Age-related dryness can be attributed to two primary factors. Firstly, the skin produces less natural oils as we age, leading to increased dryness. Secondly, exposure to sunlight can also reduce the body’s oil production, contributing to dry skin.
To address dry skin, opt for a mild or gentle cleanser that doesn’t strip the skin of its natural oils.Stay away from stripping soaps or acidic toners that may strip your natural oils and dry your skin more. After cleansing, reinforce the skin’s barrier with a moisturizer containing ingredients such as ceramides, fatty acids, squalene, glycerin, snow mushroom, peptides and hyaluronic acid to add and retain moisture. Moisturizing regularly is essential, and applying lotion at least twice a day is recommended to combat dryness.
3. Wrinkles and Fine Lines
Another common skin change that occurs during menopause is the development of wrinkles and fine lines. As estrogen levels decline, the skin loses its ability to produce collagen and elastin, two proteins that are essential for maintaining skin elasticity and firmness. As a result, the skin may appear more wrinkled, saggy, and loose.
To minimize the appearance of wrinkles and fine lines, it’s important to use skincare products that are rich in antioxidants and other anti-aging ingredients. Retinoids, vitamin C, and hyaluronic acid are all ingredients that have been shown to improve skin texture, reduce the appearance of wrinkles, and promote skin firmness.
4. Acne and Breakouts
While most people associate acne with adolescence, it’s not uncommon for women to experience acne and breakouts during menopause. As estrogen levels decline, testosterone levels may increase, which can lead to the development of acne and other skin blemishes.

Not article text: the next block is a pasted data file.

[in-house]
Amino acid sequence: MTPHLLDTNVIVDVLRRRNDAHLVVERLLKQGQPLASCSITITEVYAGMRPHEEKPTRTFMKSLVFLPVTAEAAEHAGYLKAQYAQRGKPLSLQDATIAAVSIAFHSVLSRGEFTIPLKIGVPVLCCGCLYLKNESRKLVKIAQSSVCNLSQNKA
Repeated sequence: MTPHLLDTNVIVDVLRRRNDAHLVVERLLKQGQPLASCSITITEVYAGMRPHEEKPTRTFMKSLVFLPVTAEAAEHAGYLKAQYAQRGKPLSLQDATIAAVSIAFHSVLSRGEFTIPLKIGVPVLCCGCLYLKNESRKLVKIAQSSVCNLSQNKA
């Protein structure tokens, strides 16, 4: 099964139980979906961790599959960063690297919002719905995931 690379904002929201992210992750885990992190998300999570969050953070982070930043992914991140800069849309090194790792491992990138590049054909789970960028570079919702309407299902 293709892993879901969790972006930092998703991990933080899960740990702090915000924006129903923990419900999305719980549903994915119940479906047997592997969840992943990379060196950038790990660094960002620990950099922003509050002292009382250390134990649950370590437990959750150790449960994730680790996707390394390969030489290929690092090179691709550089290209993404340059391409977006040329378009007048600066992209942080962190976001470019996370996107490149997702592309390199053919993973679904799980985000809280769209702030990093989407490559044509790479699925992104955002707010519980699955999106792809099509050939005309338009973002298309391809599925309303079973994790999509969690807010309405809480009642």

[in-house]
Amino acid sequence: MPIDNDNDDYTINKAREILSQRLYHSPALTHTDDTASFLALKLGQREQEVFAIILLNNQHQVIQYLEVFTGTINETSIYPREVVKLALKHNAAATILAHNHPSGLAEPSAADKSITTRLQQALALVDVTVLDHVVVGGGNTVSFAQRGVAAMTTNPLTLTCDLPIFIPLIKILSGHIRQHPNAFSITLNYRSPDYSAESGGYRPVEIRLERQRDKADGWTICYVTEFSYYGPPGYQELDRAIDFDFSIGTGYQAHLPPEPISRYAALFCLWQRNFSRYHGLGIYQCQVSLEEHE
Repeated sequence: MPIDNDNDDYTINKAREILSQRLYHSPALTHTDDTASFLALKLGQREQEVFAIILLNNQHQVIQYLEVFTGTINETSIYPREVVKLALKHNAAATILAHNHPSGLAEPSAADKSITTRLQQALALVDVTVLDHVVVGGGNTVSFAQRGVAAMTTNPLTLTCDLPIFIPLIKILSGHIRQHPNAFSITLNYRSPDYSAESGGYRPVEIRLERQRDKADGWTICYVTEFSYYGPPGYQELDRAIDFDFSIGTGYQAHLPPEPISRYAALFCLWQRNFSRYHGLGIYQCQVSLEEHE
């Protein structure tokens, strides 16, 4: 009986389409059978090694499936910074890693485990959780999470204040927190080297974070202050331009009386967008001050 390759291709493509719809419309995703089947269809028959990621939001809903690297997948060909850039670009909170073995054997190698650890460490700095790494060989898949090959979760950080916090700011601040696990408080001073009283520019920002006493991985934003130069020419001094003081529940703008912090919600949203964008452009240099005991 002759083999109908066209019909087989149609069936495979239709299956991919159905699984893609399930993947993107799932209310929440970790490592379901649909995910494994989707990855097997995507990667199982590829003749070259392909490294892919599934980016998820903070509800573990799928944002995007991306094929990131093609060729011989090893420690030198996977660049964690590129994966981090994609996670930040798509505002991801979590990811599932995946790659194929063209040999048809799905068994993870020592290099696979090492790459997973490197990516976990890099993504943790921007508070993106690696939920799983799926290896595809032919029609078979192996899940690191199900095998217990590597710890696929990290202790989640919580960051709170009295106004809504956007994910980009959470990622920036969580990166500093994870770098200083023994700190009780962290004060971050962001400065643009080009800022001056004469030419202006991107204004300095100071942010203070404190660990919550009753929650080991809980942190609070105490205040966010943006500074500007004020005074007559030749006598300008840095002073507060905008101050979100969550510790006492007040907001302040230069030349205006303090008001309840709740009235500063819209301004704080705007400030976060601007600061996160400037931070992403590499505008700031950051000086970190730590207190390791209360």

To combat acne and breakouts, it’s important to maintain a consistent skincare routine that includes gentle cleansing, exfoliation, and the use of non-comedogenic (non-pore-clogging) skincare products. I
5. Age Spots and Hyperpigmentation
Age spots and hyperpigmentation are another common skin change that can occur during menopause. These dark spots are caused by an increase in melanin production, which can be triggered by hormonal changes, sun exposure, and other factors.
To prevent age spots and hyperpigmentation, it’s important to protect the skin from sun damage by wearing a broad-spectrum sunscreen with an SPF of 30 or higher. Additionally, using skincare products like gel serums and moisturizers that contain ingredients such as vitamin C and niacinamide can help to brighten and even out skin tone.
Molecular Immunologist & Skincare Expert
As an Immunologist trained in Molecular Medicine and as an expert in skin care and cosmetic chemistry, Dr. Ebru Karpuzoglu has spent +20 years researching skin, impact of hormones on the immune system sharing her findings in international publications with her audience, and building an award-winning line of products. Trusted by scientists, doctors, editors, bloggers, celebrities and skincare lovers around the world, her deep real-world knowledge and research are invested in every drop of AveSeena.